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Diagnosis, prevention, and management of canine hip dysplasia: a review

Authors Schachner E, Lopez M

Received 17 January 2015

Accepted for publication 27 February 2015

Published 19 May 2015 Volume 2015:6 Pages 181—192

DOI https://doi.org/10.2147/VMRR.S53266

Checked for plagiarism Yes

Review by Single-blind

Peer reviewer comments 3

Editor who approved publication: Professor Takashi Agui

Emma R Schachner, Mandi J Lopez

Department of Veterinary Clinical Sciences, School of Veterinary Medicine, Louisiana State University, Baton Rouge, LA, USA

Abstract: Canine hip dysplasia (CHD) is a polygenic and multifactorial developmental disorder characterized by coxofemoral (hip) joint laxity, degeneration, and osteoarthritis (OA). Current diagnostic techniques are largely subjective measures of joint conformation performed at different stages of development. Recently, measures on three-dimensional images generated from computed tomography scans predicted the development of OA associated with CHD. Continued refinement of similar imaging methods may improve diagnostic imaging techniques to identify dogs predisposed to degenerative hip joint changes. By current consensus, joint changes consistent with CHD are influenced by genetic predisposition as well as environmental and biomechanical factors; however, despite decades of work, the relative contributions of each to the development and extent of CHD signs remain elusive. Similarly, despite considerable effort to decipher the genetic underpinnings of CHD for selective breeding programs, relevant genetic loci remain equivocal. As such, prevention of CHD within domestic canine populations is marginally successful. Conservative management is often employed to manage signs of CHD, with lifelong maintenance of body mass as one of the most promising methods. Surgical intervention is often employed to prevent joint changes or restore joint function, but there are no gold standards for either goal. To date, all CHD phenotypes are considered as a single entity in spite of recognized differences in expression and response to environmental conditions and treatment. Identification of distinct CHD phenotypes and targeting evidence-based conservative and invasive treatments for each may significantly advance prevention and management of a prevalent, debilitating condition in canine companions.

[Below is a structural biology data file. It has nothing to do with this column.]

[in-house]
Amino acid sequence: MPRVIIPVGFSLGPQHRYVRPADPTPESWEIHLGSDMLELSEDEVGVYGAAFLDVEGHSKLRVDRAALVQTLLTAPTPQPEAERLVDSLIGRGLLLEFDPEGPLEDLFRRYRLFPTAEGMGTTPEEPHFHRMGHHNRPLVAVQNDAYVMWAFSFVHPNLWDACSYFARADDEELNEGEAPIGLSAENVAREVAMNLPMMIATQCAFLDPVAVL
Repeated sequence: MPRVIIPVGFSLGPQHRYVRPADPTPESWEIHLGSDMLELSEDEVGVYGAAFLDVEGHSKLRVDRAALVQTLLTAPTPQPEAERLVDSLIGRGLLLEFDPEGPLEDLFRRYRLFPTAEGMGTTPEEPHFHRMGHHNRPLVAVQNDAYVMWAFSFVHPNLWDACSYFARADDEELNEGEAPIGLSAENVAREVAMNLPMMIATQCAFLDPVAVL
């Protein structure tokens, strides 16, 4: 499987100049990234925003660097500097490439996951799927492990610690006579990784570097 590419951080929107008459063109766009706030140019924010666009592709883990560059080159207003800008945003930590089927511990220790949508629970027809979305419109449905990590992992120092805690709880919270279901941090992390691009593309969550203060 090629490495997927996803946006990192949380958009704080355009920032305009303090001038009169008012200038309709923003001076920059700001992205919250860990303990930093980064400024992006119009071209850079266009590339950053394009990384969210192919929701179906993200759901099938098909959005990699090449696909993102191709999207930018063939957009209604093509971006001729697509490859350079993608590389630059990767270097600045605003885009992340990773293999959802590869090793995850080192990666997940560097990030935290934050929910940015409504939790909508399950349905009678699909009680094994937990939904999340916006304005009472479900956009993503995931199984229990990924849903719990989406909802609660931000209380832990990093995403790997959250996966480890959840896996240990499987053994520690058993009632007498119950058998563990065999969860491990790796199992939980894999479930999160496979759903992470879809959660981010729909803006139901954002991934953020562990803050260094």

Keywords: canine hip dysplasia, orthopedics, joint, osteoarthritis

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